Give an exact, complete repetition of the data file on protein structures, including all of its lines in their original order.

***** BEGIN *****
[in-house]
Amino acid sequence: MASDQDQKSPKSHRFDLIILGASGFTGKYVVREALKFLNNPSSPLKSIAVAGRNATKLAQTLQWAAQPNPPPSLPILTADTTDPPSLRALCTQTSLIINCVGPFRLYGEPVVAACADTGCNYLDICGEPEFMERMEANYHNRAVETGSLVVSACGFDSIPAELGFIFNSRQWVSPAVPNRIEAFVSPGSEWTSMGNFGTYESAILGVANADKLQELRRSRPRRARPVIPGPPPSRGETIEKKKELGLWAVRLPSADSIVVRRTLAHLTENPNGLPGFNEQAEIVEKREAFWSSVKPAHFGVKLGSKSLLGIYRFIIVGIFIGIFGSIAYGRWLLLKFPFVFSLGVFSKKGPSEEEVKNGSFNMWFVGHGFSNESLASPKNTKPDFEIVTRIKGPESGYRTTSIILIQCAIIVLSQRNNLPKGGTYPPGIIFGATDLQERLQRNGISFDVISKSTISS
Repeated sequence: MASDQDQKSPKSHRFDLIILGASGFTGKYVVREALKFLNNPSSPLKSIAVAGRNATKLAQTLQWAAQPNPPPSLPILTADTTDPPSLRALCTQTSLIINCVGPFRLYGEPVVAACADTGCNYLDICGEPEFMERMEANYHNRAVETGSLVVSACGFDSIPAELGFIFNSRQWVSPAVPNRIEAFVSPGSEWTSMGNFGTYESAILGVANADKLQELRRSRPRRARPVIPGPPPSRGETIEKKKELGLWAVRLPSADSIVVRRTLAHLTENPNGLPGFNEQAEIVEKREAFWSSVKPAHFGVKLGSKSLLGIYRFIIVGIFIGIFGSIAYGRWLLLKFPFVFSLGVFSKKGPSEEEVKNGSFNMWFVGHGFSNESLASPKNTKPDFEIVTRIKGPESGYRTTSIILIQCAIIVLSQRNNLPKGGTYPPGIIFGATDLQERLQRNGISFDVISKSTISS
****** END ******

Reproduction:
[in-house]
Amino acid sequence: MASDQDQKSPKSHRFDLIILGASGFTGKYVVREALKFLNNPSSPLKSIAVAGRNATKLAQTLQWAAQPNPPPSLPILTADTTDPPSLRALCTQTSLIINCVGPFRLYGEPVVAACADTGCNYLDICGEPEFMERMEANYHNRAVETGSLVVSACGFDSIPAELGFIFNSRQWVSPAVPNRIEAFVSPGSEWTSMGNFGTYESAILGVANADKLQELRRSRPRRARPVIPGPPPSRGETIEKKKELGLWAVRLPSADSIVVRRTLAHLTENPNGLPGFNEQAEIVEKREAFWSSVKPAHFGVKLGSKSLLGIYRFIIVGIFIGIFGSIAYGRWLLLKFPFVFSLGVFSKKGPSEEEVKNGSFNMWFVGHGFSNESLASPKNTKPDFEIVTRIKGPESGYRTTSIILIQCAIIVLSQRNNLPKGGTYPPGIIFGATDLQERLQRNGISFDVISKSTISS
Repeated sequence: MASDQDQKSPKSHRFDLIILGASGFTGKYVVREALKFLNNPSSPLKSIAVAGRNATKLAQTLQWAAQPNPPPSLPILTADTTDPPSLRALCTQTSLIINCVGPFRLYGEPVVAACADTGCNYLDICGEPEFMERMEANYHNRAVETGSLVVSACGFDSIPAELGFIFNSRQWVSPAVPNRIEAFVSPGSEWTSMGNFGTYESAILGVANADKLQELRRSRPRRARPVIPGPPPSRGETIEKKKELGLWAVRLPSADSIVVRRTLAHLTENPNGLPGFNEQAEIVEKREAFWSSVKPAHFGVKLGSKSLLGIYRFIIVGIFIGIFGSIAYGRWLLLKFPFVFSLGVFSKKGPSEEEVKNGSFNMWFVGHGFSNESLASPKNTKPDFEIVTRIKGPESGYRTTSIILIQCAIIVLSQRNNLPKGGTYPPGIIFGATDLQERLQRNGISFDVISKSTISS